This is also true for leadership development, which is entirely about managing people, change, business and innovation, none of which can be taught within the boundaries of a training program. Do you include on-site activities and exposure in your leadership development interventions? To clarify, by on-site activities, we mean implementing learning in the learner’s actual role and business, understanding the impact of their actions and learning to manage the consequences of these actions effectively and efficiently.

Let’s not be naïve to believe that such a suggestion is practical and easily implementable. It does require significant logistics and tactical alignment of learning and business, which can very easily disrupt business. A reasonable alternative to delivering similar results as on-site exposure is the implementation of simulations in leadership development.

#4 – THE ONE-ON-ONE RULE

Leaders are like finger prints, in that no two leaders are alike. Therefore, a one-size-fits-all approach is redundant in leadership development. Unfortunately, most current leadership trainings adopt this approach, which easily justifies the lack of clear returns on the learning investment.

Coaching seems the perfect answer to this dilemma. However, the advent of the digital age necessitates agility and acceleration. As a result, coaching is not always an optimal solution, as coaching is a long and sometimes arduous journey. In travel lingo, coaching is the long train ride through the scenic countryside in a time where people prefer flights to save time. In other words, coaching is a luxury learning methodology that most learners cannot afford to indulge in today; definitely not as a standalone development methodology.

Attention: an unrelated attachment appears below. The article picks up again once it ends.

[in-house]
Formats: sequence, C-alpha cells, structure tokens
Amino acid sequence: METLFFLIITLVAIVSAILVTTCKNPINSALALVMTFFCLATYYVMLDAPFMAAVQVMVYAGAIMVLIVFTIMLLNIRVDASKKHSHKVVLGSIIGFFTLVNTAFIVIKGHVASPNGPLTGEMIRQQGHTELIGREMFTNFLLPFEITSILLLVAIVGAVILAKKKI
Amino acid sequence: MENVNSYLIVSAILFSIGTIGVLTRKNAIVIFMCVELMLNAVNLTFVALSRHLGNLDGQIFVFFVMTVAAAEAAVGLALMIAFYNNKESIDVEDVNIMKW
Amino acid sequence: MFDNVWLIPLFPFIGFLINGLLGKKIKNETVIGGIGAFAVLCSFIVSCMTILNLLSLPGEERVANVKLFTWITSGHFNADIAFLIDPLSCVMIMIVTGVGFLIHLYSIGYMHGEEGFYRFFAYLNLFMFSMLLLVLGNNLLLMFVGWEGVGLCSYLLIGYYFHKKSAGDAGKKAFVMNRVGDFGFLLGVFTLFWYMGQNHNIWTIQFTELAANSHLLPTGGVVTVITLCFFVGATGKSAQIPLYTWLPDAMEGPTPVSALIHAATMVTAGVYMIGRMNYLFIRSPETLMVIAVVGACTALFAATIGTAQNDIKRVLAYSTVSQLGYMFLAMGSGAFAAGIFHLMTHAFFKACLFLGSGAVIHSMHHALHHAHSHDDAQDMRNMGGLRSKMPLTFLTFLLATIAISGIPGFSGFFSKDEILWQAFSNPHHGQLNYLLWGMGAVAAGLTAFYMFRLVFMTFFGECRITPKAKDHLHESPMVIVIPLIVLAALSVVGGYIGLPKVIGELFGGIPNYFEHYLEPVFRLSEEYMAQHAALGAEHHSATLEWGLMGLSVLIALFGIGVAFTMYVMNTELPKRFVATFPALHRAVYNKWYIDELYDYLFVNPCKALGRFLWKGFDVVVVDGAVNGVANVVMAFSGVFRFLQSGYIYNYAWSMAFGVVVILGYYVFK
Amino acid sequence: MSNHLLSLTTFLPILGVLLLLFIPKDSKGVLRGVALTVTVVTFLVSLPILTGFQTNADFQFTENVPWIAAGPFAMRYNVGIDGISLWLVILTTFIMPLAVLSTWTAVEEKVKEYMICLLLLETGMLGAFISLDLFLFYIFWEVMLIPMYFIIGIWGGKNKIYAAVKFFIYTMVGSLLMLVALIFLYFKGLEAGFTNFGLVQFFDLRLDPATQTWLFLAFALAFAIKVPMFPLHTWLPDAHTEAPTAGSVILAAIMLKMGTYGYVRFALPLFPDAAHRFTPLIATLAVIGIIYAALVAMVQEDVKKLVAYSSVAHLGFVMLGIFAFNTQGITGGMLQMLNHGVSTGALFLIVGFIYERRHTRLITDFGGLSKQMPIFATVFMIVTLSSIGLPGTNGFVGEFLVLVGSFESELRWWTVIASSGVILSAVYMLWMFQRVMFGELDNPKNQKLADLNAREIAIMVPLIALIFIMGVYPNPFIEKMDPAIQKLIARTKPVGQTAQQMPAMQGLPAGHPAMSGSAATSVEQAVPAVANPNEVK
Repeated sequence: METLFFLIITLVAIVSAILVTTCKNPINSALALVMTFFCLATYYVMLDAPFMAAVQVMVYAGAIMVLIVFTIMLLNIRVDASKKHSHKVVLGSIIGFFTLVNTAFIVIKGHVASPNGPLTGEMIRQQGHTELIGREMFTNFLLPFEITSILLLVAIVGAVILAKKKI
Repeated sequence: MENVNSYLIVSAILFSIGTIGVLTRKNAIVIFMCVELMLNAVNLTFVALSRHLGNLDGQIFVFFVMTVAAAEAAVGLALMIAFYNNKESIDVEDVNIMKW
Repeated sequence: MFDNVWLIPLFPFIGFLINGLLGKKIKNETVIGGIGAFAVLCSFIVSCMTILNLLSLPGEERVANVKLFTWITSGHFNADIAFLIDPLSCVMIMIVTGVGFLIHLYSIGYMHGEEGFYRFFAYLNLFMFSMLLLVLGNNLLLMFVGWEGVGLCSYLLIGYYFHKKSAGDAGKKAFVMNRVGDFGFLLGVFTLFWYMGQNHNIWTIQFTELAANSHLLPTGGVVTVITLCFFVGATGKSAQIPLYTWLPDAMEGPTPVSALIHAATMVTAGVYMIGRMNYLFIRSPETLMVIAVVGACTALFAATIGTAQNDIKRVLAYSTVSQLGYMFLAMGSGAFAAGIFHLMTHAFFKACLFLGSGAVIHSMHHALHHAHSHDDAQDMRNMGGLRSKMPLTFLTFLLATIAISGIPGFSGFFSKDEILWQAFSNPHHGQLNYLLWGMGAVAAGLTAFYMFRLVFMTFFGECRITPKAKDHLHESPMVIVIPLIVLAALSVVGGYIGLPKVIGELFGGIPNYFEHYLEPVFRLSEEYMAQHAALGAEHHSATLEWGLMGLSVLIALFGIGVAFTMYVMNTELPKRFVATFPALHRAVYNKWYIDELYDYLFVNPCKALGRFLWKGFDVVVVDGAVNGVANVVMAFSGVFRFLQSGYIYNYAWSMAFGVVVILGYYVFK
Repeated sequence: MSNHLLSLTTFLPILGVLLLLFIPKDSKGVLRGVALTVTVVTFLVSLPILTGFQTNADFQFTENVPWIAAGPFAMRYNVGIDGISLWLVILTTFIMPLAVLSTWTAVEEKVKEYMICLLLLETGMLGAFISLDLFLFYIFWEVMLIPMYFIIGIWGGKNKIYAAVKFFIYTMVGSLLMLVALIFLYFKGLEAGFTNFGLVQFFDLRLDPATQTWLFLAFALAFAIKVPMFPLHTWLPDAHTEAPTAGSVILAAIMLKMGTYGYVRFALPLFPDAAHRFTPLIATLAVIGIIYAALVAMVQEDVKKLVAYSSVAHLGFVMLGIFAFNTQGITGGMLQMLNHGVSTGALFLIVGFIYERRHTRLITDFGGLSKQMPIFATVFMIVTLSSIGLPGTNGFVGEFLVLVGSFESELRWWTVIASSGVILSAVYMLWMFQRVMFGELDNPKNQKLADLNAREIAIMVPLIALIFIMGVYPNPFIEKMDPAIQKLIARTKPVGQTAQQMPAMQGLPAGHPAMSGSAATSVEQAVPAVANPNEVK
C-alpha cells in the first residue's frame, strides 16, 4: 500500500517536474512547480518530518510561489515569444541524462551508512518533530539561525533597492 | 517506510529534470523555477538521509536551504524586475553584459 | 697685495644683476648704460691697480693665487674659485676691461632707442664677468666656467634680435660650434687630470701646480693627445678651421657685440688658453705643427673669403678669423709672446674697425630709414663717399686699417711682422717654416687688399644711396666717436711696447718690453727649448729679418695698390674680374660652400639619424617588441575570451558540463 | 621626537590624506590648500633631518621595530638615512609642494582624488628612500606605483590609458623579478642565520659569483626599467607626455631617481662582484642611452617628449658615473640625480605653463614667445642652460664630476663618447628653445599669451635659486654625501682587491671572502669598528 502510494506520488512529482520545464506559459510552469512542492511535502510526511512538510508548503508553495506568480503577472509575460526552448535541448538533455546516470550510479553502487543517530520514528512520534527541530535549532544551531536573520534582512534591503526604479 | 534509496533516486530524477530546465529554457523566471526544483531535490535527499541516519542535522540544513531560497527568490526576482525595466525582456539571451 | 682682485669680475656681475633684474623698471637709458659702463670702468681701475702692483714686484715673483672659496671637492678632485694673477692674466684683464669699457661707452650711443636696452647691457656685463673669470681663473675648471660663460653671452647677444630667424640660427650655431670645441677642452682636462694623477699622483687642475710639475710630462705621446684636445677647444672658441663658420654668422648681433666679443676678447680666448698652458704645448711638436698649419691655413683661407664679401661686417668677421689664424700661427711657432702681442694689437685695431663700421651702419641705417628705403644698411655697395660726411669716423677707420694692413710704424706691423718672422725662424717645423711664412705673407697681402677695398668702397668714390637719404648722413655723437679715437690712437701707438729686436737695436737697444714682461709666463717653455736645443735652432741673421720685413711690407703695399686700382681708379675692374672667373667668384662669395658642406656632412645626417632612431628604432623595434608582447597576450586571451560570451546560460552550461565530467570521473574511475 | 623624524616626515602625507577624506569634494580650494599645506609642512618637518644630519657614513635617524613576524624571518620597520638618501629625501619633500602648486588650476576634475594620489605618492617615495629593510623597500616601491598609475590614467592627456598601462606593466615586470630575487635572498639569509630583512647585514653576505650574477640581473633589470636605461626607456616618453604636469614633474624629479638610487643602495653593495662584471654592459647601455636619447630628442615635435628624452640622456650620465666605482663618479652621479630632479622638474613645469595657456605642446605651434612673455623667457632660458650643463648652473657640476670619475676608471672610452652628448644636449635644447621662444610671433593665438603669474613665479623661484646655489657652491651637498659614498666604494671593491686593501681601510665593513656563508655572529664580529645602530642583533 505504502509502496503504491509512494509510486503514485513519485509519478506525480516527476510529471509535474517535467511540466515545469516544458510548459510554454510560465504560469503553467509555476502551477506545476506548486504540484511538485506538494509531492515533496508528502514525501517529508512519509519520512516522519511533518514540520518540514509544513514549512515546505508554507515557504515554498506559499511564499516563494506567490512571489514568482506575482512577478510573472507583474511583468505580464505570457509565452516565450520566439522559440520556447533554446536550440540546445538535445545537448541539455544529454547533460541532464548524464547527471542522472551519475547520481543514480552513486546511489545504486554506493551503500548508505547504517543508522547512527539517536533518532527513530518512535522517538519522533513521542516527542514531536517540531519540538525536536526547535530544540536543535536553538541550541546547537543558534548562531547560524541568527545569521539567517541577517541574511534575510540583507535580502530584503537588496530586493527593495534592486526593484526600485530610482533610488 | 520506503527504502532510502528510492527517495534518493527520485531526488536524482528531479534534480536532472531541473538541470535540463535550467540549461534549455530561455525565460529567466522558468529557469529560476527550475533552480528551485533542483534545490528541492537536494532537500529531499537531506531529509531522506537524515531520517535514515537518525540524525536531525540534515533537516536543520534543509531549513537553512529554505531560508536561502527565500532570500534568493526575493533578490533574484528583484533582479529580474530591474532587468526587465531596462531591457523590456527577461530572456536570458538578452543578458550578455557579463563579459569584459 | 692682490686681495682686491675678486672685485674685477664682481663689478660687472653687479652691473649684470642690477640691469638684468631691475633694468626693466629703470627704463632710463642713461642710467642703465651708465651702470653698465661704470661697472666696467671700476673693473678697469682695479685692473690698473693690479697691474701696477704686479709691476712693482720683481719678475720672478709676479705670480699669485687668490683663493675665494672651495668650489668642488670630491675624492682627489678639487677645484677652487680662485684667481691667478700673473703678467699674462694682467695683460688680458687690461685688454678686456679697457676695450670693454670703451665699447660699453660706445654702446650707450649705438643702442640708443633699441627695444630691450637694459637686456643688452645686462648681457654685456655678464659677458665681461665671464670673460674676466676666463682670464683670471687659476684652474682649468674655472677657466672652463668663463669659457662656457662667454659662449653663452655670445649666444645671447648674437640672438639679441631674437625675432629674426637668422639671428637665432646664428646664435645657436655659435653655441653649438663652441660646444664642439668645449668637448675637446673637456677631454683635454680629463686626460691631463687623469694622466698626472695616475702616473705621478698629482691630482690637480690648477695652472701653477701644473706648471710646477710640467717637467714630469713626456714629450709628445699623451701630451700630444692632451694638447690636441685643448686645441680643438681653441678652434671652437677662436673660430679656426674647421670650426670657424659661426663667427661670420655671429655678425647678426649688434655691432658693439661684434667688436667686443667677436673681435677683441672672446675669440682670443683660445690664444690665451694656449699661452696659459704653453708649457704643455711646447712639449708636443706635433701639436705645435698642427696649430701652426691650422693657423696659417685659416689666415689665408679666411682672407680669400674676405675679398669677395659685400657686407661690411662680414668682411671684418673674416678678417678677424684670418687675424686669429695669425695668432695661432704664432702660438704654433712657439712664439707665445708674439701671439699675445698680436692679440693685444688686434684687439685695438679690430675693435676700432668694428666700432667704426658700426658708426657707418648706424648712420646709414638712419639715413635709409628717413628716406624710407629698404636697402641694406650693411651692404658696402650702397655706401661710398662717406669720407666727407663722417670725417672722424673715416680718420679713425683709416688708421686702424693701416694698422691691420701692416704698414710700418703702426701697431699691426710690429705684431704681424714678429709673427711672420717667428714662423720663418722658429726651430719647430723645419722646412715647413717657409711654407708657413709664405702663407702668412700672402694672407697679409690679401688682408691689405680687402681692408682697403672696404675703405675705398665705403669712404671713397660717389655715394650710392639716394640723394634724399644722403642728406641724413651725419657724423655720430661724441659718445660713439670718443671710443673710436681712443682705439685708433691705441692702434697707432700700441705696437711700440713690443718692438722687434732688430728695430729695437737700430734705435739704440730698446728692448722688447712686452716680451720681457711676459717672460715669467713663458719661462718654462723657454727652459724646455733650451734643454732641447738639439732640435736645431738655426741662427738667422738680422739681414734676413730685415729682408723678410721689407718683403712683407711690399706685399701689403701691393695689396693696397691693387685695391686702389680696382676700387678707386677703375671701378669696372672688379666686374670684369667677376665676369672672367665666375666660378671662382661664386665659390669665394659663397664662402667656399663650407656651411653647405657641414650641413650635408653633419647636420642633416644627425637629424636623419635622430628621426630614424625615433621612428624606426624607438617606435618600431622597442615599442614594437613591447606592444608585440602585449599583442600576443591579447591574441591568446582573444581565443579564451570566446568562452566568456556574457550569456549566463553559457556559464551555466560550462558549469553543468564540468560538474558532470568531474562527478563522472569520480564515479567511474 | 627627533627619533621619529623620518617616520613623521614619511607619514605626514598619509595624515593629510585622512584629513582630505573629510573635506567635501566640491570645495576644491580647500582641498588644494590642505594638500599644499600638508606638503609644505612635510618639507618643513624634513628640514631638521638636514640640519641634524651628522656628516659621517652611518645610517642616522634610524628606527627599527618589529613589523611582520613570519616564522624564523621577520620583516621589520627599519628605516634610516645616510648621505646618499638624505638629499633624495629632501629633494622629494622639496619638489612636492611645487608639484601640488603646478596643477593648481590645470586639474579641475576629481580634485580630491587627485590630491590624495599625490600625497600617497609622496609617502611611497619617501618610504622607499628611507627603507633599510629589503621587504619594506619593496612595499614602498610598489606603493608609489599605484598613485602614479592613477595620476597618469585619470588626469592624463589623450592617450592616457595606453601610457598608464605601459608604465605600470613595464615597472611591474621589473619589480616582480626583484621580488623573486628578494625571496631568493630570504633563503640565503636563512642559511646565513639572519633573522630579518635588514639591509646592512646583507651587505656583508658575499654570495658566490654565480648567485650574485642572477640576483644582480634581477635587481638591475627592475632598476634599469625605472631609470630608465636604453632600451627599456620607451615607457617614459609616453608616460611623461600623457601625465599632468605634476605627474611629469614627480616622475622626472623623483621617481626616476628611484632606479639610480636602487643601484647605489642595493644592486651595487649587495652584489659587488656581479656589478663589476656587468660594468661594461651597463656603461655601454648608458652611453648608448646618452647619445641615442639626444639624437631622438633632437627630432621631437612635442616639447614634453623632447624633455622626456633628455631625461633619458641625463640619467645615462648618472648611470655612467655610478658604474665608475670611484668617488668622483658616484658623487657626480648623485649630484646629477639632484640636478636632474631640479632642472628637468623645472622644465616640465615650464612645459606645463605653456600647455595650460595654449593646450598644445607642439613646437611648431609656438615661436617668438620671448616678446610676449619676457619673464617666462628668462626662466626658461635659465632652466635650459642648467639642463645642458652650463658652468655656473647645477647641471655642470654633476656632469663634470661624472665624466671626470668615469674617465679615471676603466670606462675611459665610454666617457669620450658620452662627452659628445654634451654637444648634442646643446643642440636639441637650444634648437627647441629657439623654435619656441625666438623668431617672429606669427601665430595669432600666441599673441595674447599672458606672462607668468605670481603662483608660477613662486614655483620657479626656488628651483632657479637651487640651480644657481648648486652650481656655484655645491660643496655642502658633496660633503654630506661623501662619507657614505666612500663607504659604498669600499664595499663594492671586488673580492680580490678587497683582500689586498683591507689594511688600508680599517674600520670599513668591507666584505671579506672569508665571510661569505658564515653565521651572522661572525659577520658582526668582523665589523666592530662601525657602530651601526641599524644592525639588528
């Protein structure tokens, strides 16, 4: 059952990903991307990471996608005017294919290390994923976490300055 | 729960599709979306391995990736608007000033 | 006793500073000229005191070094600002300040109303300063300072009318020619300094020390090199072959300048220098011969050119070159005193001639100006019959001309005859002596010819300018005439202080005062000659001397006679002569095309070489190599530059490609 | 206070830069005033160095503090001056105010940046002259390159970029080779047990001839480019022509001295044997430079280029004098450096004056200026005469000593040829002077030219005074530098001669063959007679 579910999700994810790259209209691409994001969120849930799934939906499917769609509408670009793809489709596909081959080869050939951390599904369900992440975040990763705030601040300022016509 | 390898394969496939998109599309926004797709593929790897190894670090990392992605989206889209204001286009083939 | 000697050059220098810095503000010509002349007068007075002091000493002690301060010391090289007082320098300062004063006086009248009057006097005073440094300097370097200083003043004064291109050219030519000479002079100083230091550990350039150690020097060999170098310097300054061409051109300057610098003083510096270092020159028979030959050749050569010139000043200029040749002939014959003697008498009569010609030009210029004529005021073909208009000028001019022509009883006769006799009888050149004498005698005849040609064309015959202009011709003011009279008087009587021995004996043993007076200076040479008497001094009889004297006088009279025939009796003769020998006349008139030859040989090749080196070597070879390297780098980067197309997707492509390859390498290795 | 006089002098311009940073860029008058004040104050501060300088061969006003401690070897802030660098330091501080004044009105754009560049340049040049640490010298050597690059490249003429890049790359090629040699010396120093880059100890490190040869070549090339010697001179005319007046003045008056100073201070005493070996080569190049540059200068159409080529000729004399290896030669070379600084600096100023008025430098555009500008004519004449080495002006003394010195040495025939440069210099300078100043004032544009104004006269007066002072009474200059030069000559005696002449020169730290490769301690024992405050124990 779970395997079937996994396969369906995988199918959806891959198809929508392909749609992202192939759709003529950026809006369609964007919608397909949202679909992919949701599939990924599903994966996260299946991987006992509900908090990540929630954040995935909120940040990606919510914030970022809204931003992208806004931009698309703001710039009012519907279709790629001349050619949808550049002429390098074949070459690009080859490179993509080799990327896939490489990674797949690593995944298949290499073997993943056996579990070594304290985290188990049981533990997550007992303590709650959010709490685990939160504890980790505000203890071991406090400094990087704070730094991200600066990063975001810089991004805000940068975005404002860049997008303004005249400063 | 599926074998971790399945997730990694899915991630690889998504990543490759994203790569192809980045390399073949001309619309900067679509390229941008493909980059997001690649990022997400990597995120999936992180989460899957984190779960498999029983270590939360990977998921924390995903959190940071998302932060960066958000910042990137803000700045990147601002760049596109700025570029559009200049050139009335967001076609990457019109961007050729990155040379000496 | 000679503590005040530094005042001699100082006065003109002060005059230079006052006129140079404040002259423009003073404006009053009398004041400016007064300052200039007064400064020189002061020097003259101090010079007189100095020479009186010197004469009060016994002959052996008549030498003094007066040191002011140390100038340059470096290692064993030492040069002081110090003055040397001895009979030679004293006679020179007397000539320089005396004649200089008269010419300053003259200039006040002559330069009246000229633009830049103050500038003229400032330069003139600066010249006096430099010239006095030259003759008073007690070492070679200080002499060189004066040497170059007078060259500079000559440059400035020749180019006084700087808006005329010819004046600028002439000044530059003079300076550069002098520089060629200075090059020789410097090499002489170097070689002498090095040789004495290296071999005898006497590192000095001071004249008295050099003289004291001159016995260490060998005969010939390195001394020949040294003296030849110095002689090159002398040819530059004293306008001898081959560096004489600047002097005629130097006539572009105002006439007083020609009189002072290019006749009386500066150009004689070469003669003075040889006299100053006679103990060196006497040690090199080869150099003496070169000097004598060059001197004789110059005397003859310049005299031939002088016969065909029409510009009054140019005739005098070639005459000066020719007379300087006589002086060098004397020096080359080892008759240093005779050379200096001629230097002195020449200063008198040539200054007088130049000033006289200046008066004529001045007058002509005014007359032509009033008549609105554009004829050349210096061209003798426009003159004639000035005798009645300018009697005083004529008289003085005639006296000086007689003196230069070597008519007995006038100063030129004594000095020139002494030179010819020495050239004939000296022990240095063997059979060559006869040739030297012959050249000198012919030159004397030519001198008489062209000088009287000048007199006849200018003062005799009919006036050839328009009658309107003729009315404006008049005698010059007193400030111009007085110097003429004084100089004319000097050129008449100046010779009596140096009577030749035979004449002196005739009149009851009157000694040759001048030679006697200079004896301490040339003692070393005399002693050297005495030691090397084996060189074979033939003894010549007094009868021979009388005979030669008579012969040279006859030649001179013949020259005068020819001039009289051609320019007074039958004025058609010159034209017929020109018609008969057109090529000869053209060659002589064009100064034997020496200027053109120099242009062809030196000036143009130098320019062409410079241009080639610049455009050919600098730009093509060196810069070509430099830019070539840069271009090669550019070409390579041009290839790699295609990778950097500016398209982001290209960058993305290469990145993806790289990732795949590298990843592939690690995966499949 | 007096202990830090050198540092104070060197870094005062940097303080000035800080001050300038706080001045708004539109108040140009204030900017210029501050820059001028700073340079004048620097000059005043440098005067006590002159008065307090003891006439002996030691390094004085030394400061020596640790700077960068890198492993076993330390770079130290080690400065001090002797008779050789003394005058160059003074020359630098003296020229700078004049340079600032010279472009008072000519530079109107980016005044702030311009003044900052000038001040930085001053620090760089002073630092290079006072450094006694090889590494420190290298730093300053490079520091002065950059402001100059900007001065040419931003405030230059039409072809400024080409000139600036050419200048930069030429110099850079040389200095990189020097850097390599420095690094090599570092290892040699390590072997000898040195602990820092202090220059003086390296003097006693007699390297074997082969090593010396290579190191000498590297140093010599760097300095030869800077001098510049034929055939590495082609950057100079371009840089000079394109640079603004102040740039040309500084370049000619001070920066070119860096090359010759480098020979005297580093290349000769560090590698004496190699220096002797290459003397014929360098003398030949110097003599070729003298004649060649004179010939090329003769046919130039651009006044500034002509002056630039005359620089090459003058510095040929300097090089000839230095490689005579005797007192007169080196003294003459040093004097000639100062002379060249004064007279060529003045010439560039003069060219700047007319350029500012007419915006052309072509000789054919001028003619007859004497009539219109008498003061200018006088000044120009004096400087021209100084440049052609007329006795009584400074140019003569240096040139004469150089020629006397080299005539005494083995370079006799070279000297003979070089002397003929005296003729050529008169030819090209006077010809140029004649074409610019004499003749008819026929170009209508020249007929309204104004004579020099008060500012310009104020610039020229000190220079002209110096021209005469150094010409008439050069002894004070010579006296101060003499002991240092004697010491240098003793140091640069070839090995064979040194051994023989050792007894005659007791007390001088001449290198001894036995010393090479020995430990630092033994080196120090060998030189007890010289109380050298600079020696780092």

The reality remains, however, that modern leaders need hyper-personalized development plans that cater specifically to their challenges, needs and expectations. So, the question to learning professionals is, ‘Are your leadership programs catering customized to the learners’ context’? To give perspective on the gravity of this question, 62% leaders believe that their leadership programs don’t effectively meet their learner’s needs. Where do you stand on this spectrum?

#5 – AN OUTSIDE IN PERSPECTIVE

One of the biggest oversights in current leadership training is that there is too much internal discussion. The leadership community is comparatively small, and within that as well there are clusters and pockets of conversation. Unfortunately, leaders stick to their own cohorts. These cohorts are sliced and diced multiple different ways – generationally, industry-specific, and geographically are just some of the ways the leadership community is split up. It has nothing to do with their leadership capabilities.

This behavior percolates into leadership training as well. Feedback and coaching happens within the cohort. However, we have already established that leadership is about people management, right? Where’s the voice of the people? Let’s be realistic – there is very little honest feedback that goes to leaders from the people they manage. This is either from fear of getting on the leader’s bad side, or because of respect for their age and experience. The minute your team tells you exactly what they think about you is when honest conversations are taking place. This scenario is a long shot, because it needs a lot of effort – building a trusting relationship with the team free from all conditions based on how one might feel. This is not unattainable.

Leadership training, however, does not make allowances for this. Therefore, often leaders are left with they “belief” they are doing wrong or what their peers are telling them. Well, what are your teams saying about you as a leader? Mind you, we’re not talking about a survey form either. Do your leaders know how their actions affect the people they lead? Well, it’s high time they do.

Think it is time to revisit your leadership development training methodology? It absolutely is! We recommend simulation-based learning. To know more about modern leadership development solutions within your organization, get in touch with us at KNOLSKAPE.

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    Published by: Anand Udapudi in Blog